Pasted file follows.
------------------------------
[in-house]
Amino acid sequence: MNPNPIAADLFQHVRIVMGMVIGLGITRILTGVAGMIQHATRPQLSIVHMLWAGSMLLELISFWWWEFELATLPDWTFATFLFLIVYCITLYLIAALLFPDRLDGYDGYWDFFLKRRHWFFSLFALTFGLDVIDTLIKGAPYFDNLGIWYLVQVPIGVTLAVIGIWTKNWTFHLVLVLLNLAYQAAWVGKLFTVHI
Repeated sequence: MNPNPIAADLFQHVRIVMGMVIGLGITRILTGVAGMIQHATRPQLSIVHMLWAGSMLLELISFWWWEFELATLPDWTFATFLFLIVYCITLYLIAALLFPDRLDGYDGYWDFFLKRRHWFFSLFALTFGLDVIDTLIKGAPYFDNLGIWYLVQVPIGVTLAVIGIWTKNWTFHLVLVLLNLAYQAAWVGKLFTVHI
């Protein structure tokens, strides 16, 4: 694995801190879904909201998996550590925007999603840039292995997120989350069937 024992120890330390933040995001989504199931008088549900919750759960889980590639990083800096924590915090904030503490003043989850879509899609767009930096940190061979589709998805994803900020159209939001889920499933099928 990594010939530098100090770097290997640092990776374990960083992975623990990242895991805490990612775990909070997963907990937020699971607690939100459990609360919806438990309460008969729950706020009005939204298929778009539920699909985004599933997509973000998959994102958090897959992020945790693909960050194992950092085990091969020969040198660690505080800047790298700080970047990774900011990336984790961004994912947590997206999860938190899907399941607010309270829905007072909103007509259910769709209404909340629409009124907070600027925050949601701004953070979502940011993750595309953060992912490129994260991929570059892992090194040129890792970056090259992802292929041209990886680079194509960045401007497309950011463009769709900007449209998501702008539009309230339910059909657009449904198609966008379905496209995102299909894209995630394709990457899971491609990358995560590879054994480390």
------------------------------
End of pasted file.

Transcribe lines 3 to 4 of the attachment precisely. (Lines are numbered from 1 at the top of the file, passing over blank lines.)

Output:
Repeated sequence: MNPNPIAADLFQHVRIVMGMVIGLGITRILTGVAGMIQHATRPQLSIVHMLWAGSMLLELISFWWWEFELATLPDWTFATFLFLIVYCITLYLIAALLFPDRLDGYDGYWDFFLKRRHWFFSLFALTFGLDVIDTLIKGAPYFDNLGIWYLVQVPIGVTLAVIGIWTKNWTFHLVLVLLNLAYQAAWVGKLFTVHI
């Protein structure tokens, strides 16, 4: 694995801190879904909201998996550590925007999603840039292995997120989350069937 024992120890330390933040995001989504199931008088549900919750759960889980590639990083800096924590915090904030503490003043989850879509899609767009930096940190061979589709998805994803900020159209939001889920499933099928 990594010939530098100090770097290997640092990776374990960083992975623990990242895991805490990612775990909070997963907990937020699971607690939100459990609360919806438990309460008969729950706020009005939204298929778009539920699909985004599933997509973000998959994102958090897959992020945790693909960050194992950092085990091969020969040198660690505080800047790298700080970047990774900011990336984790961004994912947590997206999860938190899907399941607010309270829905007072909103007509259910769709209404909340629409009124907070600027925050949601701004953070979502940011993750595309953060992912490129994260991929570059892992090194040129890792970056090259992802292929041209990886680079194509960045401007497309950011463009769709900007449209998501702008539009309230339910059909657009449904198609966008379905496209995102299909894209995630394709990457899971491609990358995560590879054994480390």